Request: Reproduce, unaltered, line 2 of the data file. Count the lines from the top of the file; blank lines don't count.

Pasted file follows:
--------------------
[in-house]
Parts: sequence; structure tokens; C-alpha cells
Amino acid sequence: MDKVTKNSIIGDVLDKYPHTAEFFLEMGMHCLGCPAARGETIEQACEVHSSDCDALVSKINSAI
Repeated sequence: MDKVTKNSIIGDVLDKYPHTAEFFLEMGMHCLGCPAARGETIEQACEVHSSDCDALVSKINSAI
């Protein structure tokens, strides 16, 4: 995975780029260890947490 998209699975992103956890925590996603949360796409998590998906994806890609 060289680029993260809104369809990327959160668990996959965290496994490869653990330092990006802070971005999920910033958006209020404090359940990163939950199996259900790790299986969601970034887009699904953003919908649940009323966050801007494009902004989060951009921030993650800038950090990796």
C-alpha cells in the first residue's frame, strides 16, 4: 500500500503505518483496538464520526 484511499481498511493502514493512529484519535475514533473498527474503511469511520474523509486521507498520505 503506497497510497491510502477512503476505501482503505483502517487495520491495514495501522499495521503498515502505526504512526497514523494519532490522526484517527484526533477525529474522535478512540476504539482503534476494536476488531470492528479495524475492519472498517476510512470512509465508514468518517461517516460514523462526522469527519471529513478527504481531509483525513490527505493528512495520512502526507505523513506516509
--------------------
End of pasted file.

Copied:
Parts: sequence; structure tokens; C-alpha cells